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Enforcement History

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Police only need probable cause to seize property. 80% of those who have had property seized are never charged with a crime (72 ).

What happens to the forfeited property? Nine studies by the GAO in ten years say's it's usually trashed or Stolen by the police (73 ).

A GAO report said "Despite various U.S. government interdiction efforts, central America continues to be a primary shipping point for cocaine shipments to the United States available evidence suggest that the supply of drugs entering the United States remains virtually uninterrupted."(74 ).

More than 60% of federal prison inmates are incarcerated for violations of federal drug laws. One in five are petty offenders, in many cases naive young people who ran into sophisticated entrapment procedures(75 ).

In 2004 federal and state governments spent 40 and 60 billion dollars to fight the war on drugs. This is ten times the amount spent in 1980 (76 ).

Rep Paul Simon did a state prison wardens survey(77) Wardens from California, Delaware, Florida, Illinois, Michigan, Ohio, Pennsylvania and Texas. Surveys were received from more than 60% of the prison facilities in these states.

Do you support mandatory sentencing for drug crimes?
no: 58%
yes: 35%

best solutions to prison over crowding?
Shorter sentences on nonviolent offenders, & longer sentence (65%)
Reduce the need for more prison space by lowering sentences for certain categories of less violent crime (45%).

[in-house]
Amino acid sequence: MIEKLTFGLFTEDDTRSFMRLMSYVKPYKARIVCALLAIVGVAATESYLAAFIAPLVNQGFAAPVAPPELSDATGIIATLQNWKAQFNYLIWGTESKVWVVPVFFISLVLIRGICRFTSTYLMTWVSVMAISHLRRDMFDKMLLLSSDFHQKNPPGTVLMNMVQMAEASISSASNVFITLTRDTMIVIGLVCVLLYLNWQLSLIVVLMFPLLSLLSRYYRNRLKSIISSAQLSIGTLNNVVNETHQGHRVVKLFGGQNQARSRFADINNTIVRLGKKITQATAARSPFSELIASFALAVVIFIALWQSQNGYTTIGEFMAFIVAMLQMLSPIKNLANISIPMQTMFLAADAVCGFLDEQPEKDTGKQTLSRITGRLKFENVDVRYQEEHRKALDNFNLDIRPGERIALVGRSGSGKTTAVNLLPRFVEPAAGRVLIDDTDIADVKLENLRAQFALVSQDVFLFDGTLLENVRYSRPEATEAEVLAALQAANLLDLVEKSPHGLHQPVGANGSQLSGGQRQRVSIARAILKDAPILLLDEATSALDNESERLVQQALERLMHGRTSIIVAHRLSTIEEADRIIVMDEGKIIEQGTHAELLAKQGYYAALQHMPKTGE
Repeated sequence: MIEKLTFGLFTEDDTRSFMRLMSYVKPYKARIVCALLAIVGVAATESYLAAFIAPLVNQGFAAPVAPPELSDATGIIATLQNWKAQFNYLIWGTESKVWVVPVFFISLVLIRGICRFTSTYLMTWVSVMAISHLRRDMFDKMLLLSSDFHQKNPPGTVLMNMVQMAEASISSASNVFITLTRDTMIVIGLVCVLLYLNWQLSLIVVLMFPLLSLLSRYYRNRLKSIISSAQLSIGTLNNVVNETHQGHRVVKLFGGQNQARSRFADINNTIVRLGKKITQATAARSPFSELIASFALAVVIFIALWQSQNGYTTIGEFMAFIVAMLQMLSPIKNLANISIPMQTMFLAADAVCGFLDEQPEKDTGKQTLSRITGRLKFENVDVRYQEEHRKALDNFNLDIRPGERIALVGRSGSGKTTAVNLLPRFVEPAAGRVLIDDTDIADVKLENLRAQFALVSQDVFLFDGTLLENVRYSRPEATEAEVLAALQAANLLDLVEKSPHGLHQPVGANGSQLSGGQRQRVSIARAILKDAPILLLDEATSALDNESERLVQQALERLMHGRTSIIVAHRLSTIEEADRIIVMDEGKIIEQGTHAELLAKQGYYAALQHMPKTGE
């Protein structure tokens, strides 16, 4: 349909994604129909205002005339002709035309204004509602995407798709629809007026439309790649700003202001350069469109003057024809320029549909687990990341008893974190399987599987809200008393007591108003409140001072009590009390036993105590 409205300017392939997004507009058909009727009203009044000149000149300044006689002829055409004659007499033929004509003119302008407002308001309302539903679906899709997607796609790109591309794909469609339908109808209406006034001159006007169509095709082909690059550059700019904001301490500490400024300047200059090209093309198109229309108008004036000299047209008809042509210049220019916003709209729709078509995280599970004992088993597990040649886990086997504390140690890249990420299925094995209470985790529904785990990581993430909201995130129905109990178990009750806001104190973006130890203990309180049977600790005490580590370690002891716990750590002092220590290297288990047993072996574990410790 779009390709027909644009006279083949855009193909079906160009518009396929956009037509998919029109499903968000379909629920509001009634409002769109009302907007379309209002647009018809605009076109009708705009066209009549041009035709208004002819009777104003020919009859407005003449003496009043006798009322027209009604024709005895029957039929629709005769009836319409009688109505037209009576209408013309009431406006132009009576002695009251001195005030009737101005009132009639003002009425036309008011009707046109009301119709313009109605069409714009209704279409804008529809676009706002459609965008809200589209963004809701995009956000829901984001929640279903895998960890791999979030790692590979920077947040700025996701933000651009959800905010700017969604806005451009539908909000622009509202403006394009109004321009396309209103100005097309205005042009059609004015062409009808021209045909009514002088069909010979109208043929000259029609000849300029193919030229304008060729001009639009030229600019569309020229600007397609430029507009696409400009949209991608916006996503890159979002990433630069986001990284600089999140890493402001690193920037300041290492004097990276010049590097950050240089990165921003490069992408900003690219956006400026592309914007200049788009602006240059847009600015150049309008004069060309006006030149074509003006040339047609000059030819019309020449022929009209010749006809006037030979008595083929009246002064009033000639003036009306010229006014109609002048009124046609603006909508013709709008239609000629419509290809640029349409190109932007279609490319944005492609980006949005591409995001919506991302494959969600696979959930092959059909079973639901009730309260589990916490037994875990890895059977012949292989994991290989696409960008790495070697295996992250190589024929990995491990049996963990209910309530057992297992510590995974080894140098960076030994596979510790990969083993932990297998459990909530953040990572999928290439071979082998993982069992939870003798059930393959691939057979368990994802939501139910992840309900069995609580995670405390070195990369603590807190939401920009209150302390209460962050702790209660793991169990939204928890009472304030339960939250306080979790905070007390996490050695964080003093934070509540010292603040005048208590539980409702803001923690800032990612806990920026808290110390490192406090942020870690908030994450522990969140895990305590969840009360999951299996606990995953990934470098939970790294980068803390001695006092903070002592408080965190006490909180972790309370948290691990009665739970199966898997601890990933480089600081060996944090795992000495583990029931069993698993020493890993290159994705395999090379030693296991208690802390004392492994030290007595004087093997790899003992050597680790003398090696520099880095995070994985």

Build more prisons (39%).

do you think most elected officals are offering effective solution to crime?
yes 10%
no 85%

Milton Freidman, Nobel Laureate said "Despite this tragic lesson, we seem bent on repeating precisely the same mistakes in handling drugs."(78 ).

"The point must surely come when the American people acknowledge that the drive against marijuana is not proving anything at all, given the continuing availability of the drug and it's (relatively modest) patronage"(79 ).

Former Seattle Police Chief from 1994 to 2000 Norm Stamper "Sometimes people in law enforcement will hear it whispered that I'm a former cop who favors decriminalization of marijuana laws, and they'll approach me the way they might a traitor or snitch. So let me set the record straight. Yes, I was a cop for 34 years, the last six of which I spent as chief of Seattle's police department. But no, I don't favor decriminalization. I favor legalization, and not just of pot but of all drugs, including heroin, cocaine, meth, psychotropics, mushrooms and LSD." (80 )

Retired police captain Peter Christ who worked for the town if Tonawanda (1969 to 1989) (New York) said "My attitude toward the policy we're following is that it's a stupid policy," and also said "It creates crime and violence in our society ... When's the last time you heard of a shoot-out at a brewery?" and "Don't be asking cops to solve the drug problem,". (81 )

Research by Harvard economist Jeffrey A. Miron, inject $76.8 billion a year into the U.S. economy. $44.1 billion through savings on law enforcement plus at least $32.7 billion in tax revenues from regulated sales. He also published a study in 2005 looking at just legalizing marijuana, this study was endorse by more than 500 economist including Nobel laureates Milton Friedman of Stanford University, George Akerlof of the University of California and Vernon Smith of George Mason University. They said in an open letter to President George W. Bush, congress, governors and state legislators "We urge…the country to commence an open and honest debate about marijuana prohibition," and "At a minimum, this debate will force advocates of current policy to show that prohibition has benefits sufficient to justify the cost to taxpayers, foregone tax revenues and numerous ancillary consequences that result from marijuana prohibition."(82 )


Enforcement, History, seize, GAO, cocaine, drug, entrapment, prison wardens, drug crimes